Tucked away between two houses and Fidgeons garage was the small post office. It only sold stamps, postal orders, pens, pencils, rubbers and postcard views of the village and was kept by Mr Raybould and his sister, both single. A couple named Davis with a son my age moved into the village and Mrs Davis, on a sit up and beg bicycle, would deliver telegrams at a penny a time.

I supported the village football team from school age. They changed at the Three Tuns pub and walked to the football pitch at New Mill Lane. The team sheet appeared mid week in the Post Office window and I noticed that they had a new player called A.N Other. The following week another A.N Other appeared and I thought they were brothers!

By the side of Fidgeons garage is a large door and the premises there used to manufacture cattle cake. It would come out through the entry by the now moved Post Office and there used to be hooks in the ceiling of the entry and also a winch.

Next to the Post office was a grocery shop owned by Mr Lea and in the middle of the long row of houses yet another sweet shop owned by Mr Donnison (now a Coral betting shop). Over the road was a newsagent owned by an old lady named Lavinia Adkins (we bought our fireworks there) and she would come out to the middle of the street with her camera mounted on a tripod and with her head under a cloth, would take photographs of streets, buildings etc, These would later be on sale for tuppence each and are now highly collectable.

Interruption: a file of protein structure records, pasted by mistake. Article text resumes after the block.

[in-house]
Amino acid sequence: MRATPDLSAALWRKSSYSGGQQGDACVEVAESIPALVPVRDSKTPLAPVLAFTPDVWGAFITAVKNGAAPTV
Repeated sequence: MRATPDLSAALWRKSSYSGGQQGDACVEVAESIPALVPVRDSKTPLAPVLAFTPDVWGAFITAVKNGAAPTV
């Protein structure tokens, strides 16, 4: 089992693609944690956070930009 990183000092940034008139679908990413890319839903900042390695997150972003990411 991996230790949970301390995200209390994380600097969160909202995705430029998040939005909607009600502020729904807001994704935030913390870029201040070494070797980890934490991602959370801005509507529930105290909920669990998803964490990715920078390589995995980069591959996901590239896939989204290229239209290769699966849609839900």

In Brook End there were two sweet shops, also three in Mill Lane where George Twomlow had a fruit and veg shop, next door Mrs Barratt had a sweet and grocery shop, both backing on to the canal and Mrs Barratt sold groceries to the boatmen. The last house on the right in Mill Lane Mrs Lakin kept a front room sweet shop , no wonder all us youngsters had decayed teeth ! Our few pence that we had to spend went on sweets.

Lorenzo Brown who used to be a night watchman kept a sweet shop and he would walk from his living room, down the corridor to the shop for halfpennies worth of liquorice allsorts or acid drops. You could hear him coming before you saw him, for he lost a leg in the war and his artificial leg creaked.

There were also other shops. Jack Hollingshead, former valet to Sir Robert Peel had a shoe repairers in Coleshill Street, then there was Billy Deakin's bread and grocery shop, Toon's sweet shop, Tommy Cox the butcher, Police premises and a cell, Milo Turner's chemists, Jack Gardiner's fruit shop, Sigley's fish and chip shop and Smith's fruit and veg. Freestone's cycle shop (still trading under the same name), Frank Cox the butcher and a large grocery and bread shop owned by F. G Allton.

In New Street there was Ikey Wilson's who drove an open sided vehicle. He sold all sorts of items for the home including paraffin, buckets, forks, spades, grate polish, Brasso, brushes and anything else you could think of.

There was also a Barbers shop at the Navigation Inn and Roary Jones had a cycle repair shop near to where I lived.